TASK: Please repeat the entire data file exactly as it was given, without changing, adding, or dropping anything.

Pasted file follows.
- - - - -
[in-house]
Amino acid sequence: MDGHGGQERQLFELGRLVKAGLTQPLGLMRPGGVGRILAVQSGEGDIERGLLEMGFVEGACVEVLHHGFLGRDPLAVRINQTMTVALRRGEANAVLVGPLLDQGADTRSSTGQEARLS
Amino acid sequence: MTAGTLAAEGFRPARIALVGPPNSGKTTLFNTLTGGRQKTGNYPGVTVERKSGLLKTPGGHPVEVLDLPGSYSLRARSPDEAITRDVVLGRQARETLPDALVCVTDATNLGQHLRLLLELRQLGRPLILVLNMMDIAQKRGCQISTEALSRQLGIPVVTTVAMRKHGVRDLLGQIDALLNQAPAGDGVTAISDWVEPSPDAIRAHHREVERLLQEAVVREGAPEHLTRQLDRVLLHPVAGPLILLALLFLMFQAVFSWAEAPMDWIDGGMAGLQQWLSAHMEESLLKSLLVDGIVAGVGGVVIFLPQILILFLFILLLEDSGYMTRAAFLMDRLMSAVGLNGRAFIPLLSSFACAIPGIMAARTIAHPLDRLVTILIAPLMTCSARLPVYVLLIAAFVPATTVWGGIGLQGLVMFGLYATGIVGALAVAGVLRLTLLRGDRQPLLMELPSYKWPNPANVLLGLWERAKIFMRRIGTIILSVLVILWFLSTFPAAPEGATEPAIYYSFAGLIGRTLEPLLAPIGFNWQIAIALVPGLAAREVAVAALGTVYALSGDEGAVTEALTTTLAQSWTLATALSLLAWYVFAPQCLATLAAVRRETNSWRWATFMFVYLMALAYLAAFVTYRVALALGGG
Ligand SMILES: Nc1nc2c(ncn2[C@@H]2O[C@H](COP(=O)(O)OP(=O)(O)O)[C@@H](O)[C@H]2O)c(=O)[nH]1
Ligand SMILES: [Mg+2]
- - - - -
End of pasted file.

[in-house]
Amino acid sequence: MDGHGGQERQLFELGRLVKAGLTQPLGLMRPGGVGRILAVQSGEGDIERGLLEMGFVEGACVEVLHHGFLGRDPLAVRINQTMTVALRRGEANAVLVGPLLDQGADTRSSTGQEARLS
Amino acid sequence: MTAGTLAAEGFRPARIALVGPPNSGKTTLFNTLTGGRQKTGNYPGVTVERKSGLLKTPGGHPVEVLDLPGSYSLRARSPDEAITRDVVLGRQARETLPDALVCVTDATNLGQHLRLLLELRQLGRPLILVLNMMDIAQKRGCQISTEALSRQLGIPVVTTVAMRKHGVRDLLGQIDALLNQAPAGDGVTAISDWVEPSPDAIRAHHREVERLLQEAVVREGAPEHLTRQLDRVLLHPVAGPLILLALLFLMFQAVFSWAEAPMDWIDGGMAGLQQWLSAHMEESLLKSLLVDGIVAGVGGVVIFLPQILILFLFILLLEDSGYMTRAAFLMDRLMSAVGLNGRAFIPLLSSFACAIPGIMAARTIAHPLDRLVTILIAPLMTCSARLPVYVLLIAAFVPATTVWGGIGLQGLVMFGLYATGIVGALAVAGVLRLTLLRGDRQPLLMELPSYKWPNPANVLLGLWERAKIFMRRIGTIILSVLVILWFLSTFPAAPEGATEPAIYYSFAGLIGRTLEPLLAPIGFNWQIAIALVPGLAAREVAVAALGTVYALSGDEGAVTEALTTTLAQSWTLATALSLLAWYVFAPQCLATLAAVRRETNSWRWATFMFVYLMALAYLAAFVTYRVALALGGG
Ligand SMILES: Nc1nc2c(ncn2[C@@H]2O[C@H](COP(=O)(O)OP(=O)(O)O)[C@@H](O)[C@H]2O)c(=O)[nH]1
Ligand SMILES: [Mg+2]